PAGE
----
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Some hazardous characters of organic peroxides
Editor:tanjias  Post Time:2009-09-10  Click:

Organic peroxides can be severe fire and explosion hazards.

Organic peroxides are available as solids (usually fine powders), liquids or pastes. Some materials, such as water, odourless mineral spirits, and some phthalate esters do not react with organic peroxides and are often used to dilute them. The diluted mixt-ures or formulations are less likely to explode when exposed to heat or physical shock than the undiluted organic peroxide. Dilution makes the unstable peroxides safer to pr-oduce, handle, and use. We use the term "organic peroxide" to refer to both undiluted and diluted organic peroxides, unless otherwise specified. Check the supplier labels on chemical product containers.

Most undiluted organic peroxides can catch fire easily and burn very rapidly and int-ensely. This is because they combine both fuel (carbon) and oxygen in the same compo-und. Some organic peroxides are dangerously reactive. They can decompose very rapidly or explosively if they are exposed to only slight heat, friction, mechanical shock or contamination with incompatible materials.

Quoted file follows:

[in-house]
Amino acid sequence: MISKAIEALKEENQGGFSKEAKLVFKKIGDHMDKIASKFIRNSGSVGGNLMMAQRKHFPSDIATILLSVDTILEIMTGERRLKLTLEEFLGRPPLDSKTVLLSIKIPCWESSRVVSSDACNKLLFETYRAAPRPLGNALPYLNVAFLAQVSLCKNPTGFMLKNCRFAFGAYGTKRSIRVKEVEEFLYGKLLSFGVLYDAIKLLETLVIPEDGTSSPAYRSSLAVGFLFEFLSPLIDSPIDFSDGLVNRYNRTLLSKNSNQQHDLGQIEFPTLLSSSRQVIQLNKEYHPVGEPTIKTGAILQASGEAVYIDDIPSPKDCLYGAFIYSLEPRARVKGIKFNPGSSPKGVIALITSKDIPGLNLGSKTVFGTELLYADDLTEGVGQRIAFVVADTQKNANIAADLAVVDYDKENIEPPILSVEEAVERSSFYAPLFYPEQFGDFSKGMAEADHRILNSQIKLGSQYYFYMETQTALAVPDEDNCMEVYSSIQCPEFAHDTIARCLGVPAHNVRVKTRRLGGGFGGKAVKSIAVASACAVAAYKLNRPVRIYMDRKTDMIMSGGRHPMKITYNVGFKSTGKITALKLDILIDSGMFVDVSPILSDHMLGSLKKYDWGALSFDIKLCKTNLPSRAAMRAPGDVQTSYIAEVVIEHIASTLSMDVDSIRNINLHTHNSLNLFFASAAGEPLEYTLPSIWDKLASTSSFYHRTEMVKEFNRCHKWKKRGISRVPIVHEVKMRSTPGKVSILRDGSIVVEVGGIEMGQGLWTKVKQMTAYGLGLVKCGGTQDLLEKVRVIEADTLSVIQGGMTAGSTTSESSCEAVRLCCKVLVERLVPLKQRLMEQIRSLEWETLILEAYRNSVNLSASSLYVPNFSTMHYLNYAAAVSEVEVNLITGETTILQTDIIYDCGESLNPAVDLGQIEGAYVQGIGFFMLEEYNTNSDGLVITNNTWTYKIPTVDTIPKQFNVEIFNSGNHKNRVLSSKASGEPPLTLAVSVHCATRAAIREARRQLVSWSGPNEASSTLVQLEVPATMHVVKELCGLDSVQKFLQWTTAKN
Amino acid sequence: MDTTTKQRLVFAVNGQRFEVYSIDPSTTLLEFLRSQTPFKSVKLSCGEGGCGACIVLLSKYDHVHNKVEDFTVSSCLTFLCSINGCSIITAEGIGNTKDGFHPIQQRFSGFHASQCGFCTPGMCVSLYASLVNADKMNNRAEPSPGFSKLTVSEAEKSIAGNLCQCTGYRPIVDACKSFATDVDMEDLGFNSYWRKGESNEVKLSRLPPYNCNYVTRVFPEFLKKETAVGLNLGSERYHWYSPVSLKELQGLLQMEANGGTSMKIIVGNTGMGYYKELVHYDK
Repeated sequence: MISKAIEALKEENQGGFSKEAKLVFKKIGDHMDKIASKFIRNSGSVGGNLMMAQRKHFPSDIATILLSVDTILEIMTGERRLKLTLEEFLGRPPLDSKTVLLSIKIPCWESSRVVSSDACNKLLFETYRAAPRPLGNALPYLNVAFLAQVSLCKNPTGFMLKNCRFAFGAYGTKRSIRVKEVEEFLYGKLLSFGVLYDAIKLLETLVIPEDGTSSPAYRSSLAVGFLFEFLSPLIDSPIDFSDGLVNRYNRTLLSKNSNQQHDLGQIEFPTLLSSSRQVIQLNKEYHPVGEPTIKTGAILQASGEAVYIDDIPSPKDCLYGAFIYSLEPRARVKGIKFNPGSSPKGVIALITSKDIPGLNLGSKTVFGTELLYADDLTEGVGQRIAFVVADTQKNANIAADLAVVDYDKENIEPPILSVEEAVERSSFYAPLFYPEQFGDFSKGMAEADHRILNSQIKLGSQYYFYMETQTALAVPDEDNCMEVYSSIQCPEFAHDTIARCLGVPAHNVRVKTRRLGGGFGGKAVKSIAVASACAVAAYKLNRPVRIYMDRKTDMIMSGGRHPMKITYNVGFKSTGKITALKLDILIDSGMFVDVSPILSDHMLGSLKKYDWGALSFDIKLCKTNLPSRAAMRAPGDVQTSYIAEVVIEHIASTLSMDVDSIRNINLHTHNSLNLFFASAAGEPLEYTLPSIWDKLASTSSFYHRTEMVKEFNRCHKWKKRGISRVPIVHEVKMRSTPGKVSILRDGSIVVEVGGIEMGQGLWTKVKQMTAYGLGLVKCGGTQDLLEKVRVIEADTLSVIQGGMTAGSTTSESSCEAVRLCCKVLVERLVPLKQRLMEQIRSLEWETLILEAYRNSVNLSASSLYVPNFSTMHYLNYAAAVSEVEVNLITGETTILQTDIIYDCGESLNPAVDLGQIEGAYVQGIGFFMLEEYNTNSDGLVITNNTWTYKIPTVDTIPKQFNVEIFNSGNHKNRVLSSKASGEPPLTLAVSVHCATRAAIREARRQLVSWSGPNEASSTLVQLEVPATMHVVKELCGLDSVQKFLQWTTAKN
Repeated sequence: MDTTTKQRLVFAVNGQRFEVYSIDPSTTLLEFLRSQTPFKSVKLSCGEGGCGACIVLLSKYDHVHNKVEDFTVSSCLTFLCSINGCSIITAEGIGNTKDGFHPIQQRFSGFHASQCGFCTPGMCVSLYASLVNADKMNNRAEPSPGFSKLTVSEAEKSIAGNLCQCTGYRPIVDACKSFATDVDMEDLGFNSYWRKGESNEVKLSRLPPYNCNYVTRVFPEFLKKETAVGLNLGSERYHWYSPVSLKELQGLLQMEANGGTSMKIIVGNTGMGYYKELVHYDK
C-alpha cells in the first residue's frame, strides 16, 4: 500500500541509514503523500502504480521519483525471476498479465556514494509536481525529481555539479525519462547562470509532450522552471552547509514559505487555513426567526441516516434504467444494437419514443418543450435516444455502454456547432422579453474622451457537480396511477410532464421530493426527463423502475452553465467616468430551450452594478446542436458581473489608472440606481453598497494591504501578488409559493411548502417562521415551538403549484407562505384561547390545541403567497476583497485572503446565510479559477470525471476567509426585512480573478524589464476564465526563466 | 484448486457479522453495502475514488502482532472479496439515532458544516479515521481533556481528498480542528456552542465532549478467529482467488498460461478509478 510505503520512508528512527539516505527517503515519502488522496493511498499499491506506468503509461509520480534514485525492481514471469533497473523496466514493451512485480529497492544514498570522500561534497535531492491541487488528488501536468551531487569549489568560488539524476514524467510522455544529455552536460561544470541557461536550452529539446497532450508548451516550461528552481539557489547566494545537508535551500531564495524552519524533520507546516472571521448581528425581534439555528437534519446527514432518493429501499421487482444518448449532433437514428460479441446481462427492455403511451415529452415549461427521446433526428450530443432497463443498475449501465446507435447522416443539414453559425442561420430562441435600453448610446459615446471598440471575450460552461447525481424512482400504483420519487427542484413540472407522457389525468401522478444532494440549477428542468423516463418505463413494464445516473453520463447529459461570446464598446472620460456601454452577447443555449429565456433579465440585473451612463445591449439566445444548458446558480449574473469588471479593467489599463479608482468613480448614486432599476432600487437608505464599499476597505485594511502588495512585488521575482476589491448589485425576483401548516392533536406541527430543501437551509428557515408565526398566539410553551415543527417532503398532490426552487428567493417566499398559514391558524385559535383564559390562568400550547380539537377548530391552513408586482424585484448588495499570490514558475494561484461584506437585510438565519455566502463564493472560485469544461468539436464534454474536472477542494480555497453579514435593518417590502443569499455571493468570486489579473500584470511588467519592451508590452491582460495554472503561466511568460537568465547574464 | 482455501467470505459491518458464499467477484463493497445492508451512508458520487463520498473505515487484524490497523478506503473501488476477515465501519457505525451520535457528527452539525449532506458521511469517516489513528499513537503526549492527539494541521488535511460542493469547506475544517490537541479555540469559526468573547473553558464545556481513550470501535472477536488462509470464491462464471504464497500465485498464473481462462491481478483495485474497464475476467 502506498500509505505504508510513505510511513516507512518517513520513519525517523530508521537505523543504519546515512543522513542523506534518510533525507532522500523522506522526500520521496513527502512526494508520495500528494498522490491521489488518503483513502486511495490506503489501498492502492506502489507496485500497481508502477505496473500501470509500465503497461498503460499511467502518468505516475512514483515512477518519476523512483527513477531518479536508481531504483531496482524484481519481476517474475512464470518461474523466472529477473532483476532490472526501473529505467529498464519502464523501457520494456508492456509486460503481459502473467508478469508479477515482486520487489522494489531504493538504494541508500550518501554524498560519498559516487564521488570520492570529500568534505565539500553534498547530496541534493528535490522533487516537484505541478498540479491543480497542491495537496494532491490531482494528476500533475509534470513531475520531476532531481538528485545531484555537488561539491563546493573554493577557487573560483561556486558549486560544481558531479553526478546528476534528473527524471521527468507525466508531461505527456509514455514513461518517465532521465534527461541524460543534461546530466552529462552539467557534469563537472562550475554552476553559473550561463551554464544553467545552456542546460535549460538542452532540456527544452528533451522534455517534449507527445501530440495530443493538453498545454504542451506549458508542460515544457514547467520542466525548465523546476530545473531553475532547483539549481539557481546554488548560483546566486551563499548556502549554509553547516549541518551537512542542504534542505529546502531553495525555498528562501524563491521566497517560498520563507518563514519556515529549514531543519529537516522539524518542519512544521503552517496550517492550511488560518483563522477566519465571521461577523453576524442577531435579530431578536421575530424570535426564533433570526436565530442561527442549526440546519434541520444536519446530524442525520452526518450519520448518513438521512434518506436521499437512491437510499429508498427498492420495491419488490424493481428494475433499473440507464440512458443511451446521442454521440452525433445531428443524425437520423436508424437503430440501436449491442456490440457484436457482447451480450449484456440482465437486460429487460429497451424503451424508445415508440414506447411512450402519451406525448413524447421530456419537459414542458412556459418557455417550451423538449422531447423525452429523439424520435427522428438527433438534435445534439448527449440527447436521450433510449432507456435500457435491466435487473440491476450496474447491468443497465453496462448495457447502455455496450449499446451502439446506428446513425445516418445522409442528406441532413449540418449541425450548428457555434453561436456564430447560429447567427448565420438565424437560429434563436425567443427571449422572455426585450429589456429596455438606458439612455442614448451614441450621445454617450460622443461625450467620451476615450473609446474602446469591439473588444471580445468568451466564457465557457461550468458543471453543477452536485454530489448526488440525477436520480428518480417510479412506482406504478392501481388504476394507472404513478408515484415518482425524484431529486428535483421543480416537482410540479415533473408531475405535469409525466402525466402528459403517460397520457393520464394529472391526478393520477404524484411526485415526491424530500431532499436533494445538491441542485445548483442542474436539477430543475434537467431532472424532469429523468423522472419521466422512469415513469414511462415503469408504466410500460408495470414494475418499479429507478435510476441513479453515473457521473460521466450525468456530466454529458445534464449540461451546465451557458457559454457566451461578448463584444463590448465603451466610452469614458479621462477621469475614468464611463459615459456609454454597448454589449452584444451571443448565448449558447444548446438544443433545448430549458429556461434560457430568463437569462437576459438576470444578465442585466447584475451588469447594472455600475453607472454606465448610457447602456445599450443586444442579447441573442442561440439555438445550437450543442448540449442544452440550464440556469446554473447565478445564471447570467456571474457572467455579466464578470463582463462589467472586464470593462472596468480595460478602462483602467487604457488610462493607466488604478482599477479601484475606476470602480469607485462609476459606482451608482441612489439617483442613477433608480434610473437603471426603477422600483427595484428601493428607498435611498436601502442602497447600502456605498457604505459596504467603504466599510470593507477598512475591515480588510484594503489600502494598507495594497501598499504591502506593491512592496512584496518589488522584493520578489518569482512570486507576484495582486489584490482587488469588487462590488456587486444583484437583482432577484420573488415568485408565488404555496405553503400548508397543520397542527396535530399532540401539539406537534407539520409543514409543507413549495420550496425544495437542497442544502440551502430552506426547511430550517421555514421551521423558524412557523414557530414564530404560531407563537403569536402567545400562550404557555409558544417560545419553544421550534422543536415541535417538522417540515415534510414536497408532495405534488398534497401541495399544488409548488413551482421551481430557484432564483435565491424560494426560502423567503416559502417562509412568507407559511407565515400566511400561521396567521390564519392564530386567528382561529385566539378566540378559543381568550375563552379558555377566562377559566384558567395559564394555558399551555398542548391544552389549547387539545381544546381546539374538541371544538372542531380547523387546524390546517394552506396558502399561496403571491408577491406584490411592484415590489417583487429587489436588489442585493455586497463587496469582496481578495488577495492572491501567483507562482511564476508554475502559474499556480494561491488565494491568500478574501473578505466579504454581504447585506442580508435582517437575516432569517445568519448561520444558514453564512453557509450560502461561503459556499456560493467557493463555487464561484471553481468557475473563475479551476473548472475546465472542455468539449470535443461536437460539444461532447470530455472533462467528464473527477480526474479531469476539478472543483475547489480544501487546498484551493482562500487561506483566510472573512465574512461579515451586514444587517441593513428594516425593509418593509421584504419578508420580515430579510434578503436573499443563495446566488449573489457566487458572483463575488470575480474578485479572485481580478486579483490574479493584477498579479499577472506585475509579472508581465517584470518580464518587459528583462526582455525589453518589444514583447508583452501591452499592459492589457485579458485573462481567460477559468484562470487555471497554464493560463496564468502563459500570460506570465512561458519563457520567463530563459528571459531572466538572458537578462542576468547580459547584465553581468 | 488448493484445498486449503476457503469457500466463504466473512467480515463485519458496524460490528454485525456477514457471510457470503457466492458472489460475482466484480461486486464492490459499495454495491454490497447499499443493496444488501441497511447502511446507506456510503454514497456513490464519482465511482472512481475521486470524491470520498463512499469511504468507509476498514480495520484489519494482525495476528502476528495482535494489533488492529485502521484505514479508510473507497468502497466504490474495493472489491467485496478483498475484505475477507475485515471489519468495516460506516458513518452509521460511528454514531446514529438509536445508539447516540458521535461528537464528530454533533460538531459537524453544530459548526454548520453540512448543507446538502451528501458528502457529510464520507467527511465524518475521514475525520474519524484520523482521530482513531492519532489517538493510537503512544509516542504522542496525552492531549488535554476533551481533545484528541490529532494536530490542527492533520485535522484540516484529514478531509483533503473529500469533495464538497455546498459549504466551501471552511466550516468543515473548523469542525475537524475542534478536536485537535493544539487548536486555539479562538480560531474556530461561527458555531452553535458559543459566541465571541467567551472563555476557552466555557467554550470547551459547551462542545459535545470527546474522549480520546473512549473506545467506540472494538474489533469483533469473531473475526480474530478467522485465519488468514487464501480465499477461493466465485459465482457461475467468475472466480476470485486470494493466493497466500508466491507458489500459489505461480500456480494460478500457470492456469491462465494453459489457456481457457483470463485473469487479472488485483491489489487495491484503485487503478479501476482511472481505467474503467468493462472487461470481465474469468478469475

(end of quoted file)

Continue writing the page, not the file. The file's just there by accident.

Organic peroxides can also be strong oxidizing agents. Combustible materials contami-nated with most organic peroxides can catch fire very easily and burn very intensely (i.e., deflagrate). This means that the burn rate is very fast: it can vary from 1m/sec to hundreds of metres per second. Also the combustion rate increases as the pressure increases and the combustion (or reaction) zone can travel through air or a gaseous medium faster than the speed of sound. However, the speed of combustion in a solid medium does not exceed the speed of sound.

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